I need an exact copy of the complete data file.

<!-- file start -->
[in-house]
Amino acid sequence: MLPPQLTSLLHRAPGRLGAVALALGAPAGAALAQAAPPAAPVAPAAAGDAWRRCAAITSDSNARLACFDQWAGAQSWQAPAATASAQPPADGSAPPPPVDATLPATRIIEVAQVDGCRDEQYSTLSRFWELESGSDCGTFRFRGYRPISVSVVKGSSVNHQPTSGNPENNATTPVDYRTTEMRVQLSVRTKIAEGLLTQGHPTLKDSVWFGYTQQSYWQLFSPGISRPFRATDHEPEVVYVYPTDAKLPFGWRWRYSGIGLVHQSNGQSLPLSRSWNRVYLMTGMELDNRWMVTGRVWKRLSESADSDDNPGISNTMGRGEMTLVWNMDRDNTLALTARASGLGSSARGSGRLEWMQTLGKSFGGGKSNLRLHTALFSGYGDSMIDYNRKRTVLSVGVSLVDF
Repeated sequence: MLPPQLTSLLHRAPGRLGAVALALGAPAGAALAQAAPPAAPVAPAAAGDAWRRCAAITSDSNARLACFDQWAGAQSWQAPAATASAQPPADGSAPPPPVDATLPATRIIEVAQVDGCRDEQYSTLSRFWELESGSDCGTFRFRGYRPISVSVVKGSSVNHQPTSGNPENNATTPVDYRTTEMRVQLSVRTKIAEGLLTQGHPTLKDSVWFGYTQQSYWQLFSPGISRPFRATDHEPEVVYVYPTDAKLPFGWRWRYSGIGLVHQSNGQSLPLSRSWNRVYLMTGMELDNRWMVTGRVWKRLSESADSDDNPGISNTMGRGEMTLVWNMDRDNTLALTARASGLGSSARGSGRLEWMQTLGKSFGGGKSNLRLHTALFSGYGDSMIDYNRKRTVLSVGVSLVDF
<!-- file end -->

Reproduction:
[in-house]
Amino acid sequence: MLPPQLTSLLHRAPGRLGAVALALGAPAGAALAQAAPPAAPVAPAAAGDAWRRCAAITSDSNARLACFDQWAGAQSWQAPAATASAQPPADGSAPPPPVDATLPATRIIEVAQVDGCRDEQYSTLSRFWELESGSDCGTFRFRGYRPISVSVVKGSSVNHQPTSGNPENNATTPVDYRTTEMRVQLSVRTKIAEGLLTQGHPTLKDSVWFGYTQQSYWQLFSPGISRPFRATDHEPEVVYVYPTDAKLPFGWRWRYSGIGLVHQSNGQSLPLSRSWNRVYLMTGMELDNRWMVTGRVWKRLSESADSDDNPGISNTMGRGEMTLVWNMDRDNTLALTARASGLGSSARGSGRLEWMQTLGKSFGGGKSNLRLHTALFSGYGDSMIDYNRKRTVLSVGVSLVDF
Repeated sequence: MLPPQLTSLLHRAPGRLGAVALALGAPAGAALAQAAPPAAPVAPAAAGDAWRRCAAITSDSNARLACFDQWAGAQSWQAPAATASAQPPADGSAPPPPVDATLPATRIIEVAQVDGCRDEQYSTLSRFWELESGSDCGTFRFRGYRPISVSVVKGSSVNHQPTSGNPENNATTPVDYRTTEMRVQLSVRTKIAEGLLTQGHPTLKDSVWFGYTQQSYWQLFSPGISRPFRATDHEPEVVYVYPTDAKLPFGWRWRYSGIGLVHQSNGQSLPLSRSWNRVYLMTGMELDNRWMVTGRVWKRLSESADSDDNPGISNTMGRGEMTLVWNMDRDNTLALTARASGLGSSARGSGRLEWMQTLGKSFGGGKSNLRLHTALFSGYGDSMIDYNRKRTVLSVGVSLVDF